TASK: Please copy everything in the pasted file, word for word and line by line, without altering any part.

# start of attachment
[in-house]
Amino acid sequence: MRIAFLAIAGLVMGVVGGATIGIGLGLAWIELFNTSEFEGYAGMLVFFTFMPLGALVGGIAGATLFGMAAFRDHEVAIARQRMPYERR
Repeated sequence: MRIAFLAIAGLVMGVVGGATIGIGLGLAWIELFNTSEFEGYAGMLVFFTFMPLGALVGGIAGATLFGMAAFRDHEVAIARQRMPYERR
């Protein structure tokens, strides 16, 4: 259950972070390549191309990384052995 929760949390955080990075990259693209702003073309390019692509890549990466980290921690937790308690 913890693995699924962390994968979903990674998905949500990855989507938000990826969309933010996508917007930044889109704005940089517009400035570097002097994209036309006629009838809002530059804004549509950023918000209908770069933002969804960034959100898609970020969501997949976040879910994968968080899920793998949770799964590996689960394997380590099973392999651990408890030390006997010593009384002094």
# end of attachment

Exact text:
[in-house]
Amino acid sequence: MRIAFLAIAGLVMGVVGGATIGIGLGLAWIELFNTSEFEGYAGMLVFFTFMPLGALVGGIAGATLFGMAAFRDHEVAIARQRMPYERR
Repeated sequence: MRIAFLAIAGLVMGVVGGATIGIGLGLAWIELFNTSEFEGYAGMLVFFTFMPLGALVGGIAGATLFGMAAFRDHEVAIARQRMPYERR
């Protein structure tokens, strides 16, 4: 259950972070390549191309990384052995 929760949390955080990075990259693209702003073309390019692509890549990466980290921690937790308690 913890693995699924962390994968979903990674998905949500990855989507938000990826969309933010996508917007930044889109704005940089517009400035570097002097994209036309006629009838809002530059804004549509950023918000209908770069933002969804960034959100898609970020969501997949976040879910994968968080899920793998949770799964590996689960394997380590099973392999651990408890030390006997010593009384002094």